HB 2 also drastically affects North Carolina employment law.  The new law prevents local governments from imposing any requirement on employers pertaining to the compensation of employees.  This means that cities and counties would not be able to raise the minimum wage or provide better benefits than those provided from the state, like paid leave.  Furthermore, it amends the North Carolina Equal Employment Practices Act (NCEEPA) by defining “sex” discrimination as discrimination against a person’s biological sex.

HB 2 also specifically states that the NCEEPA does not create any statutory or common-law private cause of action, and that “no person may bring any civil action based upon the public policy expressed” in it.  This is a dramatic change to decades of employment law in North Carolina because it changes the long standing common law claim for wrongful discharge in violation of public policy which provides greater protection to North Carolina citizens against discrimination based on the NCEEPA.  Historically, a North Carolina citizen who was fired based on race or religion might have legal recourse under state or federal law.  Now, however, they will have recourse only under federal law in federal court.

North Carolina has become a battleground for LGBT issues with GOP controlling legislature and governorship . . .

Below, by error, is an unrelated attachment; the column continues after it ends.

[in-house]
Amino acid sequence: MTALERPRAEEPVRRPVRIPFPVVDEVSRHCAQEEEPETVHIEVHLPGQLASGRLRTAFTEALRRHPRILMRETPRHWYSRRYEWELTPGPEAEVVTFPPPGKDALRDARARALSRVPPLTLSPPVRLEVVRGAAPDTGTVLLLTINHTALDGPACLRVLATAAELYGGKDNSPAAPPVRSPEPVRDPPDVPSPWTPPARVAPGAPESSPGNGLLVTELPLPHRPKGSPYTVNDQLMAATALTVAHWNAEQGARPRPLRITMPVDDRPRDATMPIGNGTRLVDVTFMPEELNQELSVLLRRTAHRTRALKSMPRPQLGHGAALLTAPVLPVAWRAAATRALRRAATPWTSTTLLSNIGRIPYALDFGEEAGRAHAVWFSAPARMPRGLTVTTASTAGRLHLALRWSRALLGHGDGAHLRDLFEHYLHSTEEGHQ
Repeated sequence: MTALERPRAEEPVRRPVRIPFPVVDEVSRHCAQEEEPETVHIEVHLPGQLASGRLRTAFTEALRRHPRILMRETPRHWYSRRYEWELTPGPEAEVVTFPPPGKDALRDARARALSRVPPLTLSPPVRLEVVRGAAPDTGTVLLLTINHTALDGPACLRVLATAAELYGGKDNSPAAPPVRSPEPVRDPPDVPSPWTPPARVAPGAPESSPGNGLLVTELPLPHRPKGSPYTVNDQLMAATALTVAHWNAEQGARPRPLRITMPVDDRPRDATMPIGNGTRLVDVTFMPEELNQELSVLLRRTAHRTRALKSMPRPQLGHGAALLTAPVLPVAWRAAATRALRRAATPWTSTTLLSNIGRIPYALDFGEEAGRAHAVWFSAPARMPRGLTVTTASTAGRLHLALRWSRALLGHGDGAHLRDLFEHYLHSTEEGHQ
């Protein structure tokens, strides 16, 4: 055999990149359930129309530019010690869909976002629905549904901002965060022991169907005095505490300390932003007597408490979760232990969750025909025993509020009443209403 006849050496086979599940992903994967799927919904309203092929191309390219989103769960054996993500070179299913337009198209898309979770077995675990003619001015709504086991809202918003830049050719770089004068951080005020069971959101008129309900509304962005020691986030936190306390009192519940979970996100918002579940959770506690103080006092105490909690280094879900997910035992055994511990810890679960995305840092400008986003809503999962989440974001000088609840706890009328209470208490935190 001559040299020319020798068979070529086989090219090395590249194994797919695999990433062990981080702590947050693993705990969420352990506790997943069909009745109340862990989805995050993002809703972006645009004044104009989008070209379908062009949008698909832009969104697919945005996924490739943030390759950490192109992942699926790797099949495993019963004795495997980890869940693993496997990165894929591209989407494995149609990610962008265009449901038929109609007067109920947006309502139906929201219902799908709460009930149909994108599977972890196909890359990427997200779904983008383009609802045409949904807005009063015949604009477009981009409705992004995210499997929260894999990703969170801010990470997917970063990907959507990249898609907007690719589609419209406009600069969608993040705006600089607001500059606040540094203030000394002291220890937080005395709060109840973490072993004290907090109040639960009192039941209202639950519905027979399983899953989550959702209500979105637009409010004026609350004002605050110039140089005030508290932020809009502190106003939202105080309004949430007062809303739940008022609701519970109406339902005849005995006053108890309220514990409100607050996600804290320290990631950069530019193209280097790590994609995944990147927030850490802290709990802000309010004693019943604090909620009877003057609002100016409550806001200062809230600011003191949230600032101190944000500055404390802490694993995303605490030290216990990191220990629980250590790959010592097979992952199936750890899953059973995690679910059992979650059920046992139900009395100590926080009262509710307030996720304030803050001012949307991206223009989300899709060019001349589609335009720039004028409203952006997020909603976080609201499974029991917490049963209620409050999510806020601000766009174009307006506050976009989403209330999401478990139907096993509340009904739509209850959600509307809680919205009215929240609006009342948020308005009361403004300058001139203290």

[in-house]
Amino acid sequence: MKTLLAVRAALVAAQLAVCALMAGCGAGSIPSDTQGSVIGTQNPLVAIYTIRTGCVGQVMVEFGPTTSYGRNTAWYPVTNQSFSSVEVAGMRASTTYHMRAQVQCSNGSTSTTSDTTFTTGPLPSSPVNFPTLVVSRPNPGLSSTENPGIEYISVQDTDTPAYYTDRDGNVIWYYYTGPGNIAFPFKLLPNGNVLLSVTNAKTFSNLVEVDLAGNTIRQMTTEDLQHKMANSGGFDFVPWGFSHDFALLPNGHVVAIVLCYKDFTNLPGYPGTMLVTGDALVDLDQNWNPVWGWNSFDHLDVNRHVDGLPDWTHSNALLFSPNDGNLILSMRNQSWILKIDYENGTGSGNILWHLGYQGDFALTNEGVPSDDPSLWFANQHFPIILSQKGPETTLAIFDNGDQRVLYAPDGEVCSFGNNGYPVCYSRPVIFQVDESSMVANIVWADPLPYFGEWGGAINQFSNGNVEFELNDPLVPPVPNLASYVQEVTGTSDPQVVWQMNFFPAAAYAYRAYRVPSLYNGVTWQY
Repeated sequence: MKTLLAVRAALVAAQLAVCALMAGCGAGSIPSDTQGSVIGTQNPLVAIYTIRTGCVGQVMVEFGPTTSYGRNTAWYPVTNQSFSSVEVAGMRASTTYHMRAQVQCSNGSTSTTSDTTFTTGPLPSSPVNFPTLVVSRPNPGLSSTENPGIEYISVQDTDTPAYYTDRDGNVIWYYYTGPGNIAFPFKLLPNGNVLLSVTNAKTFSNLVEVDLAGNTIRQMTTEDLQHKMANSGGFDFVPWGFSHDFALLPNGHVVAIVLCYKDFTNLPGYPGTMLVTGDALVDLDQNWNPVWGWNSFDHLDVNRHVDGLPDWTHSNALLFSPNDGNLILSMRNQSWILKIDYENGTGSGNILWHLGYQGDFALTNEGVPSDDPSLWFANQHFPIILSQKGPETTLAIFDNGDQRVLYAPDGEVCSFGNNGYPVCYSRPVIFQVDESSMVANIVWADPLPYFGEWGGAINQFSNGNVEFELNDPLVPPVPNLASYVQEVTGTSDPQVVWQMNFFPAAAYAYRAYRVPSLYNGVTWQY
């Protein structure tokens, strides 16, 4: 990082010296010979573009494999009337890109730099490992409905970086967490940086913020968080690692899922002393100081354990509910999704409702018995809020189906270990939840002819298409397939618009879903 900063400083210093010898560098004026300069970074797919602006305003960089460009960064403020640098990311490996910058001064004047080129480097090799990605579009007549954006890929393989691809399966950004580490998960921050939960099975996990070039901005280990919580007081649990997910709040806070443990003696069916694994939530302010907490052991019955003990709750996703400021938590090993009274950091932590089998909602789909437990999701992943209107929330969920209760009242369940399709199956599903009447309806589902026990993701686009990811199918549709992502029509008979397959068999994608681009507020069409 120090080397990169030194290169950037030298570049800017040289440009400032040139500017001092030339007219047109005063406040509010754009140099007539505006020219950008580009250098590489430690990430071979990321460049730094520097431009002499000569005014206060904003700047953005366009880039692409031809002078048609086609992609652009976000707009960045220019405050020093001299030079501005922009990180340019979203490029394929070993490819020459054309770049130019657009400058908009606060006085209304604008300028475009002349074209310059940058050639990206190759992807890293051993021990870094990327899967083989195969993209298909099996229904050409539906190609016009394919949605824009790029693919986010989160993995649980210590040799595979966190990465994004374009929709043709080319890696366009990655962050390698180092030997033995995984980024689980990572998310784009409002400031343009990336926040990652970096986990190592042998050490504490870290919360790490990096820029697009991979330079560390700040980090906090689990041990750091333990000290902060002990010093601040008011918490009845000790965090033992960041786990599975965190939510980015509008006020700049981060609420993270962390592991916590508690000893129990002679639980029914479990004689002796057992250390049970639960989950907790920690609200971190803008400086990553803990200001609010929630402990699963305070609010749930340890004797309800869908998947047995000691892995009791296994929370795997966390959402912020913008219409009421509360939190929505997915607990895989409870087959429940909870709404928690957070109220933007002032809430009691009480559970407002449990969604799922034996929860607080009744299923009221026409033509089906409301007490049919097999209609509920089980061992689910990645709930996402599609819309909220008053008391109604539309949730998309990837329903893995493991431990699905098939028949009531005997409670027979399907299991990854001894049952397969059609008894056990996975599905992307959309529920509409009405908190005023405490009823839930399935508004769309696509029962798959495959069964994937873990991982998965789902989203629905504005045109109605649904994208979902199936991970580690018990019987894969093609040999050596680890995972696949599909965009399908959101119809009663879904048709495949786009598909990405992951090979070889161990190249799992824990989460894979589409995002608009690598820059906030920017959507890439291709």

People across the nation immediately took to social media after HB 2 became law, with transgender citizens taking selfies to show the repercussions of this new law.  Within 24 hours of the new law’s passage, businesses immediately started making statements expressing dismay with HB 2, some implying they will no longer invest in businesses in the state.  Businesses and schools in North Carolina joined the online protest with prominent universities like Duke and major NC businesses like Red Hat making statements that they are still committed to equality and inclusion.

North Carolina has become a battleground for LGBT issues with the GOP controlling legislature and governorship, while LGBT advocates and forward-thinking cities like Charlotte push for equality.  The North Carolina legislature won this battle.  HB 2 has sweeping provisions that not only affect the LGBT community, but also affect other minorities and well-settled North Carolina employment law.  It is uncertain what will happen with this new law in the coming months; especially with this year being an election year, however, for now, HB 2 is the law in North Carolina.  To echo the reactions from fellow North Carolinians and others across the nation: we are not this North Carolina, we can do better.


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About Ana Hopper, Editor-in-Chief Emeritus (33 Articles)
Ana Hopper is a 2016 Campbell Law graduate and served as the Editor-in-Chief of the Campbell Law Observer for the 2015-2016 academic year. She is originally from Winston-Salem and graduated from the University of North Carolina at Charlotte in 2012 with a Bachelor of Arts in Political Science and Sociology. The summer following her first year of law school, Ana worked as a research assistant for Professor Amy Flanary-Smith. Ana also interned at the Criminal Appellate Section of the Department of Justice her second year, and at the New Hanover District Attorney's Office as an intern the summer before her third year. She served as a Legal Research and Writing Scholar, Vice President of BLSA, and Community Chair of Lambda during her time at Campbell.